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Ken Segall Thinks Apple's i-Branding Is About to Be Retired

The man behind Apple's Think Different campaign and original i-branding thinks a change is imminent
The People Behind Apple
June 7, 2016

Ken Segall, the man behind Apple’s original move towards adding a small case “i” in front of its new product releases, thinks this area of the company’s business is about to change. Could we soon see an Apple Phone launch from Cupertino? Maybe.

The i is obviously on its last legs.

- Ken Segall

It’s an interesting and sensible assumption, based on Apple’s recent naming schemes for new products (and put forward in a recently published piece by the Guardian). As MacRumors rightly notes, the tone of the piece is fairly critical and, at times, echoes a lot of what we’ve already heard (after all, “haters gonna hate”), but there are some gems of insight – and one of them concerns Apple’s i-branding.

Ken Segall is uniquely qualified to comment on this area of Apple’s business since, with the naming of the original iMac, he created the company’s “i-branding.” Since, the idea of placing an “i” in front of a product to signify its elengance and simplicity has become an engrained part of Apple culture. The iPhone and iPad joined the iMac, but things have since changed.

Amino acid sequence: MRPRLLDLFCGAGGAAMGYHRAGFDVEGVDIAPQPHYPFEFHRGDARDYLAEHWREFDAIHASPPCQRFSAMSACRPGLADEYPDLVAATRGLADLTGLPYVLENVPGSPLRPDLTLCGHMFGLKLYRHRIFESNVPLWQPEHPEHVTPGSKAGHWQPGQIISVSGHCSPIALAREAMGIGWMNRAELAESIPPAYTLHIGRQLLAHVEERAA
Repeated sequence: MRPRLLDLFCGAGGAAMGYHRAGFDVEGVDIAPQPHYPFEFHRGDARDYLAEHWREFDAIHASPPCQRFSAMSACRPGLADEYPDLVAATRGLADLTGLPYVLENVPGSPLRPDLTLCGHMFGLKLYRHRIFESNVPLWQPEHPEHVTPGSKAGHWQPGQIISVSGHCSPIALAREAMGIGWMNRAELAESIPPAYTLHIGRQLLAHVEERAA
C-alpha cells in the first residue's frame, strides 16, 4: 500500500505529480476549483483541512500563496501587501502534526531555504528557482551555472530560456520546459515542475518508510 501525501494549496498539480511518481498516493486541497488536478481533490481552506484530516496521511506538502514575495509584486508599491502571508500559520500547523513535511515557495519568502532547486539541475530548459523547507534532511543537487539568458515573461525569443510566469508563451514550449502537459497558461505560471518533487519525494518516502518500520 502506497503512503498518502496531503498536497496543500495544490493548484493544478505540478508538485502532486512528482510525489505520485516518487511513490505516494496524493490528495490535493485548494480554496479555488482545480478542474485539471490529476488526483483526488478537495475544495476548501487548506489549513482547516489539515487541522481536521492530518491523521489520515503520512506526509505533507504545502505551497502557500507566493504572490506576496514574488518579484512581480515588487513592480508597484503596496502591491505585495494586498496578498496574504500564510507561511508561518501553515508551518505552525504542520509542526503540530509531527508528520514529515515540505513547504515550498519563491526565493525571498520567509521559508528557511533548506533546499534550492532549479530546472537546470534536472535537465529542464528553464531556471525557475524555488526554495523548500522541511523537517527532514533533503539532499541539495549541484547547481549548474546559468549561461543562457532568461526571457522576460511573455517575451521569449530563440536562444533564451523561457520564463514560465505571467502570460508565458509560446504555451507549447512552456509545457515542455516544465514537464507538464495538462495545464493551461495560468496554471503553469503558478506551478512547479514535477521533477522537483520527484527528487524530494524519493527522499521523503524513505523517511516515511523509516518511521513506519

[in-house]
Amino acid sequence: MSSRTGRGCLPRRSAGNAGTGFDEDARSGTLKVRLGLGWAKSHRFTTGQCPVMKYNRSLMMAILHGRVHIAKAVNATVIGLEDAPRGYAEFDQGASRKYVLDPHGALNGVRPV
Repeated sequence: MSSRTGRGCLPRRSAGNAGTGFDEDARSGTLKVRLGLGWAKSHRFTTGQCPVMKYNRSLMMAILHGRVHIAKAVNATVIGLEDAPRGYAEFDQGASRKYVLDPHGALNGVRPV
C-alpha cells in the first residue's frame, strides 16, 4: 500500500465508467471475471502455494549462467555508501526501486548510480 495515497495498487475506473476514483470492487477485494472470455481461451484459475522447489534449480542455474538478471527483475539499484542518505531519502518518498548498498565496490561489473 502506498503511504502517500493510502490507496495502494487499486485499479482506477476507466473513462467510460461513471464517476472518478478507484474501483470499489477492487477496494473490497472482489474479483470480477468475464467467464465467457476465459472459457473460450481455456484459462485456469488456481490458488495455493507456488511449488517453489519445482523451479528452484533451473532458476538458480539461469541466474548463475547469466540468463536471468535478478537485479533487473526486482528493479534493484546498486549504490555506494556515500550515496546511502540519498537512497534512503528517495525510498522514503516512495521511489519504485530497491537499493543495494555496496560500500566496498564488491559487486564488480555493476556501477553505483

Now, “the consumer products are offered as i-things and Apple-things (Apple Watch, Apple Pay, Apple Music).” Segall notes that “the i is obviously on its last legs, and a transition like this doesn’t happen overnight.” The natural move for Apple to make would be for the name of its iPhone and iPad to change. “Apple Phone” makes sense, but “Apple Pad” doesn’t quite have the same ring to it.

This move away from the i-brand echoes, for Segall, Apple’s challenges in innovating while maintaining the same level of simplicity when it comes to the user experience. Segall calls out Apple Music, in particular, which he sees as being “bewildering” to use: something friends of mine have commented on, too.

The entire article is worth a read; Segall apparently wasn’t happy with the title the Guardian ended up choosing for the article, but at least it’s fashionable.